Leadership Secrets: Leveraging Your Rest

Sometimes the best investment you can make at work is to step away from it for a while. To get out of the daily grind and make time for rest, peace, and recharging with family, friends, and reflection.

In fact, we would all love even just an hour of this time every day. When we take some time off during the day, we call it a break.

When we do it every week, we call it a weekend.

And when we do it for an extended period of time, we call it a vacation.

While there are some out there who believe that taking more than 5 minutes to go to the restroom and scarf down lunch equates to laziness and an irreparable loss of productivity (don’t even ask about vacation), much of the science behind actual productivity and human psychology would disagree.

Contrary to the claims of holiday naysayers, I’ll give you three reminders for the upcoming season of travel to help you hold on to the advantages that the occasional leave of absence affords. Whether you’re returning from Spring Break with the kids or hoping to get away for a week of vacation this summer, don’t let your vacation go to waste like a flash in the pan. Hopefully these three thoughts will help you bring your newfound rhythms and rest back home to your daily life.

1. Reset Your Pace 

Hopefully, you unplugged enough to actually rest while on vacation. This is the best time to reset to a healthy pace that allows you to be productive in your work. Don’t return to the frantic pace of your work-culture or your past stresses. Instead, reset what you do, when you do it, and how you do it. Consider your emotions, experiences, and how you think while on vacation, then implement a few strategies during your daily and weekly routines to cultivate the peaceful mindset of your best moments. Did you love playing volleyball on the beach? Try rejoining your old softball league or find a sand volleyball team. Did you get lost in a book for the first time in years? Carve out 30 minutes a day (before breakfast, at lunch, before bed, etc) or an hour on the weekend to indulge your love for the written word, whether fantastical adventures, practical self-help, or an interesting biography.

2. Capture the Trip

Many people run from one thing to the next on vacation – either out of excitement or a sense of responsibility to take advantage of every available moment – but too often they fail to capture the moment. And I don’t just mean through pictures, though those are certainly invaluable and a staple of memory-making for our nostalgic future selves. But what about your emotions? Your excitement or peace? What about the little things or the unexpected adventures that made the trip just perfect? Take thirty minutes at the end of your trip and write down what you learned (about yourself, your family, friends, destination, etc) during your time away. Surely there were 2-3 “aha” moments or opportunities to learn something you can implement in your daily life. Did you love drawing on your foreign language skills for the first time since high school? Maybe pick up a Rosetta Stone to help you pursue it further. Did you realize your family enjoyed a more relaxed pace of activities rather than a frenetic rush to fill every moment? Keep that in mind not just for future vacations, but for your everyday approach to family time or weekends. Capture your ideas so that you lead yourself better the next time.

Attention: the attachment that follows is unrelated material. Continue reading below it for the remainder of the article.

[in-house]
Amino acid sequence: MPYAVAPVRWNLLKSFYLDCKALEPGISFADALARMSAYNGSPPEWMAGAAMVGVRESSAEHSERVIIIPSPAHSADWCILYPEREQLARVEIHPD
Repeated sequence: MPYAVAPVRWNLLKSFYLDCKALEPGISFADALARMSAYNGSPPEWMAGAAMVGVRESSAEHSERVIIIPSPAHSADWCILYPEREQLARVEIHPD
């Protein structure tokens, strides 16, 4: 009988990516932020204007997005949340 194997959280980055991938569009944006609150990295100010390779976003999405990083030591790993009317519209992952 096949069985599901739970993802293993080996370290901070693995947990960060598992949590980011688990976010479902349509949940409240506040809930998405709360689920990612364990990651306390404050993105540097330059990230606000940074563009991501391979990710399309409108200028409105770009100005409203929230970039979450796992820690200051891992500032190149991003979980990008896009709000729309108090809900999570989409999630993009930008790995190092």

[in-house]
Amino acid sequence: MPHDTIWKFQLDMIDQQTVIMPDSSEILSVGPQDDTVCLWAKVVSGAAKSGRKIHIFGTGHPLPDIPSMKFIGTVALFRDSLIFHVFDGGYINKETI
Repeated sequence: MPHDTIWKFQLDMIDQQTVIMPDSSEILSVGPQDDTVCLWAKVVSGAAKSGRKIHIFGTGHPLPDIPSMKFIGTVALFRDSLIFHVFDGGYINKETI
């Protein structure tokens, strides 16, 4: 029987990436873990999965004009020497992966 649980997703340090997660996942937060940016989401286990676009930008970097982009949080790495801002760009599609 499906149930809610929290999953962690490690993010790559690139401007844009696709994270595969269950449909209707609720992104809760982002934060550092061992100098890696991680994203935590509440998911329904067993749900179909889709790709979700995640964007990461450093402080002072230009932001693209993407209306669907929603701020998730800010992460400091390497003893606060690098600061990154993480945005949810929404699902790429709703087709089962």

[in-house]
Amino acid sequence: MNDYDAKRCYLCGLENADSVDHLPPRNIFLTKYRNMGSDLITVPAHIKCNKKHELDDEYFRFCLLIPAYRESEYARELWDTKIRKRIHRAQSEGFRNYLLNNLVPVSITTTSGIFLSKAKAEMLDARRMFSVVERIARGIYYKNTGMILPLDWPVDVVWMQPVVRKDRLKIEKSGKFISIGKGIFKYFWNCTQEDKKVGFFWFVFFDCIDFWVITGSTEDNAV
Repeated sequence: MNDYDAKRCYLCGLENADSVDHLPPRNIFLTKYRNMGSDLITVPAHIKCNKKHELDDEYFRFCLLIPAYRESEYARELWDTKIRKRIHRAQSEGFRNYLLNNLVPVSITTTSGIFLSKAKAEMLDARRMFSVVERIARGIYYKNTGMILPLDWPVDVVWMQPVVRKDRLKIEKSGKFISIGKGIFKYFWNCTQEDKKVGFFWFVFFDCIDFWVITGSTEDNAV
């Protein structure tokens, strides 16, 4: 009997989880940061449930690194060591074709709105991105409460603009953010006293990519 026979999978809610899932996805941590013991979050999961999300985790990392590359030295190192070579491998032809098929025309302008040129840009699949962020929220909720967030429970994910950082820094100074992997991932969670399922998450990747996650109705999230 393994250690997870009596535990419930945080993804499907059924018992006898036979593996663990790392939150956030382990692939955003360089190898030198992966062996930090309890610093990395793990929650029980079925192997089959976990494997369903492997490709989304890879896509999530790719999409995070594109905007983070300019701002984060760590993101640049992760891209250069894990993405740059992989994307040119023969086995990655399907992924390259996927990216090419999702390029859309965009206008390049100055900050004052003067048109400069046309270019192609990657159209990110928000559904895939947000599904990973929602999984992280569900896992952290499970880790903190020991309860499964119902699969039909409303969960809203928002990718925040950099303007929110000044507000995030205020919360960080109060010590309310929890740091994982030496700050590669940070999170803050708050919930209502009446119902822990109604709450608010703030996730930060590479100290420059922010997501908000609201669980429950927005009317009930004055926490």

3. Keep a Restful Attitude at Work 

For most people it takes at least 3-4 days until they can rest on vacation. There is an unwind period in order to get into a restful groove. So keep it. You put in the effort and time to get into a restful state of mind, why not keep it that way? What would happen if you were able to carry your restful groove into work. Maybe you developed some habits to recharge on vacation, or picked up a saying that reminds you of peaceful days on the beach or adventures in the wilderness. Whatever the quirks or routines you found, figure out a way to keep them embedded in your everyday life. Use them as anchors to those moments of adventure, rest, relationship, and joy. 

It’ll make your days go by faster and drain some tension from the moments of stress. You worked hard to get a break. Now, work hard to keep your newfound rest at work. 

Cheers, you deserve it!

This was originally posted by GiANT Worldwide and I wanted to share it here as well. If you’re interested in learning more about how your rest affects your leadership, I’m happy to schedule a meeting to discuss. Just click the contact button and let me know!

Source: GiANT

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